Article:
The recent global economic downturn has heightened awareness of the importance of excellent process execution for company-wide performance. Companies worldwide have been forced to look at their current processes and improve them.
In order to substantially improve the overall company performance, managers must have an enterprise-wide perspective on process effectiveness. Process improvement must be linked to overall company performance and not just process efficiency.
Over the course of the past decade, many companies have embarked on various business process improvement initiatives and the majority of outcomes from these efforts have been non-satisfactory. The biggest challenge is coordinating the various processes that support different business units in different locations, drive business performance and increase growth potential.
According to a report prepared by CFO Research Services in collaboration with Genpact, “How well a company executes its processes – cutting wasted effort, streamlining data flows and hand-offs, and increasing communication can mean a difference between incremental cost improvements in isolated processes and best-in-class process and financial performance enterprise-wide.
Today’s organization has become too complex to manage. So how can managers improve process effectiveness in a complex organization?
1. Avoid A Silo Approach To Process Improvement: Organizational silos and corporate culture are the greatest barriers to effective process improvement. Target areas of process improvements include finance and accounting, non-finance administration, sales and marketing, operations, and management and strategic planning.
It is not surprising that you find these organizational functions working in isolation from the other. Why? Because most managers fail to understand the cause-and-effect relationships between these functions. These separate functions are the glue that holds the organization together. It therefore means that improving process effectiveness in one function will cascade down to the other functions, both directly and indirectly.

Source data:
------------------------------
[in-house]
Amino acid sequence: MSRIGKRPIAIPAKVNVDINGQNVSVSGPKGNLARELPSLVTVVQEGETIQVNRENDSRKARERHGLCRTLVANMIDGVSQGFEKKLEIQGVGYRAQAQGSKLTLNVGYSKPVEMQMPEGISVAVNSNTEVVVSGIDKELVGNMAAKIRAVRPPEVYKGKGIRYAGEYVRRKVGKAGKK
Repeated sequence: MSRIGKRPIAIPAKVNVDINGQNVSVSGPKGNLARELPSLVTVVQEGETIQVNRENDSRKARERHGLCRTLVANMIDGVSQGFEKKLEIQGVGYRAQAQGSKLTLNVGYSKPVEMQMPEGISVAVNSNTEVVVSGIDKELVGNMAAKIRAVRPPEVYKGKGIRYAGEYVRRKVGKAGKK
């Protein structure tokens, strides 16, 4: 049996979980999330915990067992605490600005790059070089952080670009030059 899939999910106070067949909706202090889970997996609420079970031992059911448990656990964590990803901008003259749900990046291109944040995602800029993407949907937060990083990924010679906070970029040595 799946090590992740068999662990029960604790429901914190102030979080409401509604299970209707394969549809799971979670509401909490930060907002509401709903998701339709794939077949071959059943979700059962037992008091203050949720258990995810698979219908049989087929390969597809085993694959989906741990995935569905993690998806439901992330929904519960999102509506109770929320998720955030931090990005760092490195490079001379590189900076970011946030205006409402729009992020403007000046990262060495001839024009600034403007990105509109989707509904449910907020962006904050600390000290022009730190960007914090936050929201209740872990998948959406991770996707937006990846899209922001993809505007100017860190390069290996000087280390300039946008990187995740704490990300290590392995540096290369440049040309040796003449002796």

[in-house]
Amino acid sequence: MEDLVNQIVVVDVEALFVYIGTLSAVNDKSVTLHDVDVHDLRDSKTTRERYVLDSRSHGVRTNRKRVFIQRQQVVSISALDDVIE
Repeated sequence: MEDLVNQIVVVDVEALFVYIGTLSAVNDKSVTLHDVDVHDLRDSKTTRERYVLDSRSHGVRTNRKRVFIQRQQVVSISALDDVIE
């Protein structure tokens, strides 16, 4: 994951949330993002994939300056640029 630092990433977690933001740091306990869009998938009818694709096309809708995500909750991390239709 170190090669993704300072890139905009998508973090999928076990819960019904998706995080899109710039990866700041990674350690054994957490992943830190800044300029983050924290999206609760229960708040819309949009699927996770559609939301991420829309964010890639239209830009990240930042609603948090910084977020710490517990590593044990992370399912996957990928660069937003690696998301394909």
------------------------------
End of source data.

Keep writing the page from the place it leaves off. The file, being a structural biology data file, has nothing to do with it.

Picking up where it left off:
The Finance function can play a pivotal role in improving process effectiveness across the organization. Because of Finance’s ability to work with other groups and its enterprise-wide knowledge of business, the function possesses the change management capabilities necessary to overcome organizational silos and inertia that can impede enterprise-wide process improvement.
2. Benchmark Processes: Companies should make use of both internal and external process benchmarks in these process improvement efforts. This means appropriate metrics that tie actions to results should be designed to help guide process improvement efforts throughout the company. Care should be taken when making use of external benchmarks as failure to do so will result in disappointing results.
For example, avoid the temptation of duplicating metrics that are used by your competitors and apply them to your own organization. You need to first establish whether your chosen benchmarks are applicable to your own operational environment.
To successfully use internal benchmarks, a working knowledge of individual process or functions is of primary importance. Reliance on process owners/ internal personnel is therefore key to designing internal metrics. Sometimes it is better to deal with the process owners themselves than rely on all the information you receive from external consultants to make process improvement decisions.
3. Streamline Processes: Today’s complex organization utilizes a diversity of processes to meet its goals and objectives. These need to be streamlined and managers must improve communication between different groups to avoid duplication of efforts and resources. This consolidation of effort will ensure that resources are not wasted and are used for other profitable initiatives.